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Trial set as ‘abused’ Filipino DH and ex-employer fail to settle claims dispute

18 August 2020

By Vir B. Lumicao

Rosareal is shown with a big lump on her forehead in this photo taken just before she left Leung's house 2 years ago

The Labour Tribunal is set to hold a four-day trial in November of a Filipina domestic worker’s claim against her former employer whose partner allegedly tortured her and deprived her of six months’ wages nearly three years ago.

Lanie Grace Rosareal and her ex-employer, Leung Shet-ying, failed to settle their dispute at the hearing today, Aug. 18, so Presiding Officer W.K. Ling set down the trial from Nov 23 to 26.

Rosareal, 30, had originally sought more than $200,000 in unpaid wages, one month’s salary in lieu of notice, return air ticket and damages from her former employer, Leung Shet-ying.

She has been paid a total of $42,517 so far, but at today’s hearing, Leung, 66, offered only $5,000 more.
For her part, Rosareal was willing to settle for an extra $12,000 as payment for arrears in wages and long service pay, as well as a one-way air ticket to her hometown costing $2,265.

After spending more than an hour trying to convince the two parties to settle their dispute, the presiding officer gave them a further 15 minutes to talk outside the courtroom.

When they returned, Leung told Ling that the claimant had rejected her offer.

The presiding officer said she was suggesting that both parties settle instead of going to a trial because the amount being disputed was not big.
She reminded Leung in particular that in a trial, details of the case would again be brought back in the open, including the claimant’s allegation that she had been abused by the employer’s partner, Au Wai-chun.

In Rosareal’s case, Ling said her credibility would be put to test because she will not have a witness to support her allegations if she could not convince her former co-worker at Leung’s house to come to Hong Kong and testify.

Rosareal's notebook in which Au allegedly made her write down her 'mistakes' with corresponding penalties

Asked by Ling whether she has a new employer and if she would be allowed by the employer to attend the trial, Rosareal said yes. She said her employer knows about her case.

The police investigation of Rosareal’s complaint and the ensuing prosecution of Leung by the Immigration and Labour Departments held up the hearing of her claim for nearly two years.

Leung was charged along with Au in Shatin court on 11 charges or failing to pay wages on time, and four counts of abetting illegal work. Prosecutors alleged that the two had forced Rosareal do illegal work in the house of Au’s son.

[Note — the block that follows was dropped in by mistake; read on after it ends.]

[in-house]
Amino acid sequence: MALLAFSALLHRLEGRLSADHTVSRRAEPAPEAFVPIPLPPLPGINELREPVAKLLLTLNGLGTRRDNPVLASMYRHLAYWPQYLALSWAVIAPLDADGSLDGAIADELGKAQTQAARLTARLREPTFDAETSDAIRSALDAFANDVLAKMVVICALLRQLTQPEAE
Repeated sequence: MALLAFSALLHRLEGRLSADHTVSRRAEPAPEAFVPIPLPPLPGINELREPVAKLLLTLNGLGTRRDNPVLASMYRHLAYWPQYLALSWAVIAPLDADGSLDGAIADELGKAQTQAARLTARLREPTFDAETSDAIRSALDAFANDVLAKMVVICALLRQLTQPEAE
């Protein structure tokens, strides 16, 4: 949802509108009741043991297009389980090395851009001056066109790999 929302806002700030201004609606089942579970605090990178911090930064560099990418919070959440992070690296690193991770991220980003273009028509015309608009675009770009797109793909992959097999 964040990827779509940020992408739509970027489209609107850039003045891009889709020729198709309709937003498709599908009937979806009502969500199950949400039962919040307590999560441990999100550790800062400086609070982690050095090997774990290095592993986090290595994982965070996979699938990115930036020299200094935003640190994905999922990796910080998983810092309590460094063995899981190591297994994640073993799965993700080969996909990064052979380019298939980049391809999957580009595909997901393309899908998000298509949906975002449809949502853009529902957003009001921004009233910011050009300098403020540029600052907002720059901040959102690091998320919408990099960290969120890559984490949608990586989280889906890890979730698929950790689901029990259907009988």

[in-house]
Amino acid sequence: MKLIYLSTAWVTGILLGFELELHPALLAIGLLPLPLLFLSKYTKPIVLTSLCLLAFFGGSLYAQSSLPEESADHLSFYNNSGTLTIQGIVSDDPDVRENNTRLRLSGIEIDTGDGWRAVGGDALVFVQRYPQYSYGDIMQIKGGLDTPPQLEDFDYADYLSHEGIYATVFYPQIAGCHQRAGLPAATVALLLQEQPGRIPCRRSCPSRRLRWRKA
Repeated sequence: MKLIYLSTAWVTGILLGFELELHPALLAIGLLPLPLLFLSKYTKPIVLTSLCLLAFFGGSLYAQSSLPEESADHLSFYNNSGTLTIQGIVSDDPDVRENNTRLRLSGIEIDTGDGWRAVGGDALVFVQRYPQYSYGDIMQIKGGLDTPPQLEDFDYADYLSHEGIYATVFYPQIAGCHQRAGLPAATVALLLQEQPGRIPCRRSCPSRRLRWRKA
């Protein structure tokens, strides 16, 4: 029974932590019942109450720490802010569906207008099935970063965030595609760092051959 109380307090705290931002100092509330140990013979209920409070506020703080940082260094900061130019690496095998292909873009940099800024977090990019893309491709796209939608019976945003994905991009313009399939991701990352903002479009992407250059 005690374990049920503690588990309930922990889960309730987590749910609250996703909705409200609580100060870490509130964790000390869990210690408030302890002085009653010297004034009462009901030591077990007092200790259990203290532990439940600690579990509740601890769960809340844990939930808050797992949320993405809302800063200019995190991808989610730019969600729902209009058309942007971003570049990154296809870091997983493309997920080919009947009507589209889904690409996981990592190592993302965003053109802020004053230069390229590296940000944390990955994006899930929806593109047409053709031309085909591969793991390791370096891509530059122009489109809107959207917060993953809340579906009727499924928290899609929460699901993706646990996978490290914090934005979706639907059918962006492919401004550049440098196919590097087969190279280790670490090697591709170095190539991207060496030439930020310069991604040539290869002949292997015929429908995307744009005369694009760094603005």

The charges were subsequently dropped against Au, while Leung pleaded guilty to all the 15 counts of labour and immigration offences.

On Nov. 4, Leung was sentenced to 160 hours of community service and fined a total of $33,000.  She was also ordered to pay Rosareal $39,617 in compensation.

When the hearing of her labour case resumed on Jun 8, Presiding Order Timon Shum restored Rosareal’s compensation claim and allowed her to present a witness to back up her abuse allegation.

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Rosareal said she would try to convince her former co-worker, Rowela Suete, to return to Hong Kong and act as her witness.

The abuses that Rosareal claimed she suffered at the hands of Au resurfaced when Shum began ticking off the seven claims the helper filed against her former employer.

At the initial hearing of her claim at the Labour Tribunal in January 2018, Rosareal accepted just over $2,400 in unpaid wages and the cost of the return air ticket from Leung.

She asked then that her remaining claims be put on hold pending the police investigation of her complaint that Au, 67, had subjected her to physical and mental abuse, and Leung did not do anything to stop her partner. 

She fled their house on Nov. 17, 2017 along with Suete, who initiated sending out appeals for help via social media.

Rosareal said in her claim that after Leung had paid her salary for the last six months of her employ, Au took it all back as “penalty” for supposed infractions, such as failing to take the thread out of an underwear, or scowling when scolded.

She presented as evidence a notebook in which Au had made her list down her “mistakes” with the corresponding penalty, along with handwritten notes on how the maid could improve her work.

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